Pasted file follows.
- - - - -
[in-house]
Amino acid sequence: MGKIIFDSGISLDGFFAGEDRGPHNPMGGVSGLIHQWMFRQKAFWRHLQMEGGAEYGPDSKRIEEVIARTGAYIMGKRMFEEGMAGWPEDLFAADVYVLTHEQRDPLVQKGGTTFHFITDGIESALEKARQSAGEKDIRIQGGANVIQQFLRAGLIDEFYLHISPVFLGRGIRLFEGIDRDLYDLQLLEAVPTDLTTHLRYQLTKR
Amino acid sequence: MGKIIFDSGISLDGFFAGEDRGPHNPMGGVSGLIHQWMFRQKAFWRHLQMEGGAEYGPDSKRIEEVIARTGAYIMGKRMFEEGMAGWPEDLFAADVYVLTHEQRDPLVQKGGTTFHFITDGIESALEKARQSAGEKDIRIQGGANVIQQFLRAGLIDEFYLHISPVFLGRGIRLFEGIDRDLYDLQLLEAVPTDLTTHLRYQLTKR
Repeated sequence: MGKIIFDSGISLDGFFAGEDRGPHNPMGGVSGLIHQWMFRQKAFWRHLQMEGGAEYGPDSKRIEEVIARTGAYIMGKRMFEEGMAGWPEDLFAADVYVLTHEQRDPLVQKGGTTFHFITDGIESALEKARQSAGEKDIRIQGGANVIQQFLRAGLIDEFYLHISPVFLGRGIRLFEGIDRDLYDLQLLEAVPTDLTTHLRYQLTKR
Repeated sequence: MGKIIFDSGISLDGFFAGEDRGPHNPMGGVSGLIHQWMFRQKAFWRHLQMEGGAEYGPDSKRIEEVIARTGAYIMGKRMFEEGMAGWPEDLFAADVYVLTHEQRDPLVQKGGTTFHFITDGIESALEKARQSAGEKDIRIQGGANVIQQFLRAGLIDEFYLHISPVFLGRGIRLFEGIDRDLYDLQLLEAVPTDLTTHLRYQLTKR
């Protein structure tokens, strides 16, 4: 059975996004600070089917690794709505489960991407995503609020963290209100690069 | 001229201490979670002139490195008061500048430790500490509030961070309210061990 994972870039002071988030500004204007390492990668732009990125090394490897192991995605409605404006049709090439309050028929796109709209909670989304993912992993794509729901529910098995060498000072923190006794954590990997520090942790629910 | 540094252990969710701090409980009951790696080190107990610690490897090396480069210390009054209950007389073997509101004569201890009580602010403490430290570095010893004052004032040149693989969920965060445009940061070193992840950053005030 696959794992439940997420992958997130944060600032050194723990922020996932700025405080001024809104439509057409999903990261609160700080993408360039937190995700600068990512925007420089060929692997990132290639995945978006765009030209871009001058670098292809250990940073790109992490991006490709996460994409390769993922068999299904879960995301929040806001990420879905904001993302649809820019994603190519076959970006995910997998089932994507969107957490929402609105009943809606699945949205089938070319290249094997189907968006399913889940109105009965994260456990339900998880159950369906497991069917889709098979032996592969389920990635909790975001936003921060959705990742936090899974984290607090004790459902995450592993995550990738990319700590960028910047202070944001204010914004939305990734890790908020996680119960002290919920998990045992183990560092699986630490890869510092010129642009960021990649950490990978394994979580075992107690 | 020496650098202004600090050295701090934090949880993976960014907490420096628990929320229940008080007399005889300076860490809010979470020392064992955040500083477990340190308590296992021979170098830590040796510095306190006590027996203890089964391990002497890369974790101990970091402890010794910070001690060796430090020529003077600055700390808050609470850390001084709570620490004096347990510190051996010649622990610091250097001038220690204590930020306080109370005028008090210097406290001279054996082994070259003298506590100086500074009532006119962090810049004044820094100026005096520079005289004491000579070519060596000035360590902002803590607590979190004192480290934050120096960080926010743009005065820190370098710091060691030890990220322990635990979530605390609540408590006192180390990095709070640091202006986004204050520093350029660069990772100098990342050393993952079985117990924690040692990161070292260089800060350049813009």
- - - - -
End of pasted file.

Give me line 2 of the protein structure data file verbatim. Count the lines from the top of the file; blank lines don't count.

Amino acid sequence: MGKIIFDSGISLDGFFAGEDRGPHNPMGGVSGLIHQWMFRQKAFWRHLQMEGGAEYGPDSKRIEEVIARTGAYIMGKRMFEEGMAGWPEDLFAADVYVLTHEQRDPLVQKGGTTFHFITDGIESALEKARQSAGEKDIRIQGGANVIQQFLRAGLIDEFYLHISPVFLGRGIRLFEGIDRDLYDLQLLEAVPTDLTTHLRYQLTKR